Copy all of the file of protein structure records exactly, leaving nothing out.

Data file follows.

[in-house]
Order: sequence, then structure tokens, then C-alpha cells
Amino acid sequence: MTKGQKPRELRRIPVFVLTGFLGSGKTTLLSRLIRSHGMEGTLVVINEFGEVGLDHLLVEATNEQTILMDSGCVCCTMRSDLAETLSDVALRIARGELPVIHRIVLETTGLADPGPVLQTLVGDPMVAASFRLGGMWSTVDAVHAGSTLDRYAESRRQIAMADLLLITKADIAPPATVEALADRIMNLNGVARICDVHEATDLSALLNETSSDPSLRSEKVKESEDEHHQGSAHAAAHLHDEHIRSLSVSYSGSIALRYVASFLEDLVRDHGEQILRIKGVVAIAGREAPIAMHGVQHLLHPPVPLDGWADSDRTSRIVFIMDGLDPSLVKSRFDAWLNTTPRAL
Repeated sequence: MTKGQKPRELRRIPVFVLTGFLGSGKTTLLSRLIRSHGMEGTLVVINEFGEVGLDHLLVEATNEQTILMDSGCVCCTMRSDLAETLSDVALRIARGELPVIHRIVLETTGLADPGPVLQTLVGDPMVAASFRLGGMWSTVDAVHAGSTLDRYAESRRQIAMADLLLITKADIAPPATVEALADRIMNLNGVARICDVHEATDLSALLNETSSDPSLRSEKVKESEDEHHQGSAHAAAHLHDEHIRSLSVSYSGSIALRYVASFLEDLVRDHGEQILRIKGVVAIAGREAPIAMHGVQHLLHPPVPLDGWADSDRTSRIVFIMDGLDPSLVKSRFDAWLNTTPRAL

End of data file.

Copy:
[in-house]
Order: sequence, then structure tokens, then C-alpha cells
Amino acid sequence: MTKGQKPRELRRIPVFVLTGFLGSGKTTLLSRLIRSHGMEGTLVVINEFGEVGLDHLLVEATNEQTILMDSGCVCCTMRSDLAETLSDVALRIARGELPVIHRIVLETTGLADPGPVLQTLVGDPMVAASFRLGGMWSTVDAVHAGSTLDRYAESRRQIAMADLLLITKADIAPPATVEALADRIMNLNGVARICDVHEATDLSALLNETSSDPSLRSEKVKESEDEHHQGSAHAAAHLHDEHIRSLSVSYSGSIALRYVASFLEDLVRDHGEQILRIKGVVAIAGREAPIAMHGVQHLLHPPVPLDGWADSDRTSRIVFIMDGLDPSLVKSRFDAWLNTTPRAL
Repeated sequence: MTKGQKPRELRRIPVFVLTGFLGSGKTTLLSRLIRSHGMEGTLVVINEFGEVGLDHLLVEATNEQTILMDSGCVCCTMRSDLAETLSDVALRIARGELPVIHRIVLETTGLADPGPVLQTLVGDPMVAASFRLGGMWSTVDAVHAGSTLDRYAESRRQIAMADLLLITKADIAPPATVEALADRIMNLNGVARICDVHEATDLSALLNETSSDPSLRSEKVKESEDEHHQGSAHAAAHLHDEHIRSLSVSYSGSIALRYVASFLEDLVRDHGEQILRIKGVVAIAGREAPIAMHGVQHLLHPPVPLDGWADSDRTSRIVFIMDGLDPSLVKSRFDAWLNTTPRAL